David Bourget (Western Ontario)
David Chalmers (ANU, NYU)
Rafael De Clercq
Jack Alan Reynolds
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In L. Magnani (ed.), computational intelligence (2009)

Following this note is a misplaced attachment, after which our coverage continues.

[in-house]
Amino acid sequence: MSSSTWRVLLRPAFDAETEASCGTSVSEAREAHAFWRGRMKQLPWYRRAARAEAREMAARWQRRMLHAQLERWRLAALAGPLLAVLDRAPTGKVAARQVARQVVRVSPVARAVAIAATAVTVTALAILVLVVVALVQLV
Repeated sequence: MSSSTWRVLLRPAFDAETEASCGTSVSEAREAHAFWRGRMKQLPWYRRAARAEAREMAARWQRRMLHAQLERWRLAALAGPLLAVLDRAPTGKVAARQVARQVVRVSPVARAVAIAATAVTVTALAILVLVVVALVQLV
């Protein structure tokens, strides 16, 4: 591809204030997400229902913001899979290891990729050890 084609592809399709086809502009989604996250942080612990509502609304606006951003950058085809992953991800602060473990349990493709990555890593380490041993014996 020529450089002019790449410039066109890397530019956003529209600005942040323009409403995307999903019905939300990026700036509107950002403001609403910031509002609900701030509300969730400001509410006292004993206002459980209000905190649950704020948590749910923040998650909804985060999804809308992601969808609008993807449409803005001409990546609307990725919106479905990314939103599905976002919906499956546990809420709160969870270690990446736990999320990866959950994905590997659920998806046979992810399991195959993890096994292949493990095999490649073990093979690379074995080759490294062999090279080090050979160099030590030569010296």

Abstract. Recent developments, both in the cognitive sciences and in world events, bring special emphasis to the study of morality. The cognitive sci- ences, spanning neurology, psychology, and computational intelligence, offer substantial advances in understanding the origins and purposes of morality. Meanwhile, world events urge the timely synthesis of these insights with tra- ditional accounts that can be easily assimilated and practically employed to augment moral judgment, both to solve current problems and to direct future action. The object of the following paper is to present such a synthesis in the form of a model of moral cognition, the ACTWith model of conscience. The purpose of the model is twofold. One, the ACTWith model is intended to shed light on personal moral dispositions, and to provide a tool for actual human moral agents in the refinement of their moral lives. As such, it re- lies on the power of personal introspection, bolstered by the careful study of moral exemplars available to all persons in all cultures in the form of literary or religious figures, if not in the form of contemporary peers and especially leadership. Two, the ACTWith model is intended as a minimum architec- ture for fully functional artificial morality. As such, it is essentially amodal, implementation non-specific and is developed in the form of an information processing control system. There are given as few hard points in this sys- tem as necessary for moral function, and these are themselves taken from review of actual human cognitive processes, thereby intentionally capturing as closely as possible what is expected of moral action and reaction by hu- man beings. Only in satisfying these untutored intuitions should an artificial agent ever be properly regarded as moral, at least in the general population of existing moral agents. Thus, the ACTWith model is intended as a guide both for individual moral development and for the development of artificial moral agents as future technology permits.
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